Here, the parties proceeded to a hearing before an IHO and agreed to, and signed, a Consent Decree which incorporated almost every item plaintiffs requested in their demand for a due process hearing. The IHO signed and ordered the decree. This gave rise to the "combination of administrative imprimatur, a change in the legal relationship of the parties, and judicial enforceability" rendering plaintiffs the prevailing party status for IDEA purposes. Id; see also V.G. v. Auburn Enlarged Cent. School Dist., 2008 WL 5191703 (N.D.N.Y. 2008).

Attorneys Fees

With respect to the issue of attorneys fees, the School District's main contention is that plaintiffs are not entitled to attorneys fees because plaintiffs obtained relief which is not more favorable than the School District's offer of settlement. The court disagrees.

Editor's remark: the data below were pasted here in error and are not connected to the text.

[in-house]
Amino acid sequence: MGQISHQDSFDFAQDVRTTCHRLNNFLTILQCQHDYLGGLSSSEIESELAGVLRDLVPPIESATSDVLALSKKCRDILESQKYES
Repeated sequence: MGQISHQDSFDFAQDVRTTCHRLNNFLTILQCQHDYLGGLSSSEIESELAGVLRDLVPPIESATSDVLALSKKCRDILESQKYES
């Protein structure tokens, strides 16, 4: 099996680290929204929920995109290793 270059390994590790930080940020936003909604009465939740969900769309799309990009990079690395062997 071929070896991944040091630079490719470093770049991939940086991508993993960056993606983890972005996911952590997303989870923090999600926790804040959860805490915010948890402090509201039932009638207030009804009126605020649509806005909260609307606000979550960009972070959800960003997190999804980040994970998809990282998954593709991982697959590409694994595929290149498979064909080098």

The Consent Decree gives the parents more input on B.R.'s care than the Offer of Settlement provides. For example, Paragraph 1 of the Offer of Settlement provides for an evaluation by the Traumatic Brain Injury Center ("TBI"). (Ex. E to Cuddy's Affirmation, Offer of Settlement at ¶ 1) However, the Consent Decree adds that the parents also have the right to request an independent evaluation if they disagree with TBI's report or recommendation. (Ex. B to Cuddy's Affirmation, Consent Decree at ¶ 12) Paragraph 2 of the Offer of Settlement provides that the district shall maintain an expert with knowledge of bi-polar disorder, but the Consent Decree gives the parents input in the selection of this expert, i.e., by mutual agreement. (Ex. E to Cuddy's Affirmation, Offer of Settlement at ¶ 2 and Ex. B to Cuddy's Affirmation, Consent Decree at ¶ 2) Paragraph 3 of the Offer of Settlement indicates the district will incorporate the results of the expert's evaluation, but the Consent Decree gives the expert, who the parents agreed upon, an opportunity to participate more directly in the implementation of his evaluations. (Ex. E to Cuddy's Affirmation, Offer of Settlement at ¶ 3 and Ex. B to Cuddy's Affirmation, Consent Decree at ¶ 2) The Offer of Settlement provides for a six-hour school day, but the Consent Decree guarantees B.R. will start and end his school day at the same time as non-disabled students in school. (Ex. E to Cuddy's Affirmation, Offer of Settlement at ¶ 10 and Ex. B to Cuddy's Affirmation, Consent Decree at ¶ 7)